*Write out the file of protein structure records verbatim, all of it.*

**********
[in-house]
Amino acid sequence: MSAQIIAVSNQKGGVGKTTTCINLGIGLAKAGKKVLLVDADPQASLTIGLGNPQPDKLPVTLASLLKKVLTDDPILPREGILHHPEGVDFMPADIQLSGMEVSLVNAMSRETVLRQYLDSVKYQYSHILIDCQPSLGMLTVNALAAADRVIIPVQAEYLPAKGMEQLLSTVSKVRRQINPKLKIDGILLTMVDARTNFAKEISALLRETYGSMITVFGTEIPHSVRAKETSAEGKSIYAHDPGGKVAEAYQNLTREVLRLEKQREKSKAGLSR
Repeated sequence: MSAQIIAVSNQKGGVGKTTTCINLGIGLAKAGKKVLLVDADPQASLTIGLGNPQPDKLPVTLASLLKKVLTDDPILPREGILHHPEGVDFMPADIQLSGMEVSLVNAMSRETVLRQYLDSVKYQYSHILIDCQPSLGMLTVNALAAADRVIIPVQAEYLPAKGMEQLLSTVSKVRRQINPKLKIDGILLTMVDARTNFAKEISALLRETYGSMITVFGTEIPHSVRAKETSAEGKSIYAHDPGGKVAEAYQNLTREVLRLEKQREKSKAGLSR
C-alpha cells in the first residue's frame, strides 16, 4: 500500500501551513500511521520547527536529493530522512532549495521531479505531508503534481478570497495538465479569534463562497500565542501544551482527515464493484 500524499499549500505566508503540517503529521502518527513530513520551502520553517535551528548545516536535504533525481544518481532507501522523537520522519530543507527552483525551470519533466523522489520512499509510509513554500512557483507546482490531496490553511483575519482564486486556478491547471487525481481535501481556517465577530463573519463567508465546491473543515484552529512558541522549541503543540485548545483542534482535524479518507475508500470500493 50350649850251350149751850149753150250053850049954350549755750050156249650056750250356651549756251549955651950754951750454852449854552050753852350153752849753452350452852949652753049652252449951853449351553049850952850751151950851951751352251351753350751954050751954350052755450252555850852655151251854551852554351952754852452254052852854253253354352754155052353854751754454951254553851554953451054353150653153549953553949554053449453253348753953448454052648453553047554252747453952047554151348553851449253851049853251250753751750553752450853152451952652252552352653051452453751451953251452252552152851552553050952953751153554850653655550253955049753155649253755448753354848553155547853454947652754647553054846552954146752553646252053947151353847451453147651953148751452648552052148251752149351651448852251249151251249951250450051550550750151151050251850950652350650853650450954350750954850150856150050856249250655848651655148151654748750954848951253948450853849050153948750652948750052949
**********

[in-house]
Amino acid sequence: MSAQIIAVSNQKGGVGKTTTCINLGIGLAKAGKKVLLVDADPQASLTIGLGNPQPDKLPVTLASLLKKVLTDDPILPREGILHHPEGVDFMPADIQLSGMEVSLVNAMSRETVLRQYLDSVKYQYSHILIDCQPSLGMLTVNALAAADRVIIPVQAEYLPAKGMEQLLSTVSKVRRQINPKLKIDGILLTMVDARTNFAKEISALLRETYGSMITVFGTEIPHSVRAKETSAEGKSIYAHDPGGKVAEAYQNLTREVLRLEKQREKSKAGLSR
Repeated sequence: MSAQIIAVSNQKGGVGKTTTCINLGIGLAKAGKKVLLVDADPQASLTIGLGNPQPDKLPVTLASLLKKVLTDDPILPREGILHHPEGVDFMPADIQLSGMEVSLVNAMSRETVLRQYLDSVKYQYSHILIDCQPSLGMLTVNALAAADRVIIPVQAEYLPAKGMEQLLSTVSKVRRQINPKLKIDGILLTMVDARTNFAKEISALLRETYGSMITVFGTEIPHSVRAKETSAEGKSIYAHDPGGKVAEAYQNLTREVLRLEKQREKSKAGLSR
C-alpha cells in the first residue's frame, strides 16, 4: 500500500501551513500511521520547527536529493530522512532549495521531479505531508503534481478570497495538465479569534463562497500565542501544551482527515464493484 500524499499549500505566508503540517503529521502518527513530513520551502520553517535551528548545516536535504533525481544518481532507501522523537520522519530543507527552483525551470519533466523522489520512499509510509513554500512557483507546482490531496490553511483575519482564486486556478491547471487525481481535501481556517465577530463573519463567508465546491473543515484552529512558541522549541503543540485548545483542534482535524479518507475508500470500493 50350649850251350149751850149753150250053850049954350549755750050156249650056750250356651549756251549955651950754951750454852449854552050753852350153752849753452350452852949652753049652252449951853449351553049850952850751151950851951751352251351753350751954050751954350052755450252555850852655151251854551852554351952754852452254052852854253253354352754155052353854751754454951254553851554953451054353150653153549953553949554053449453253348753953448454052648453553047554252747453952047554151348553851449253851049853251250753751750553752450853152451952652252552352653051452453751451953251452252552152851552553050952953751153554850653655550253955049753155649253755448753354848553155547853454947652754647553054846552954146752553646252053947151353847451453147651953148751452648552052148251752149351651448852251249151251249951250450051550550750151151050251850950652350650853650450954350750954850150856150050856249250655848651655148151654748750954848951253948450853849050153948750652948750052949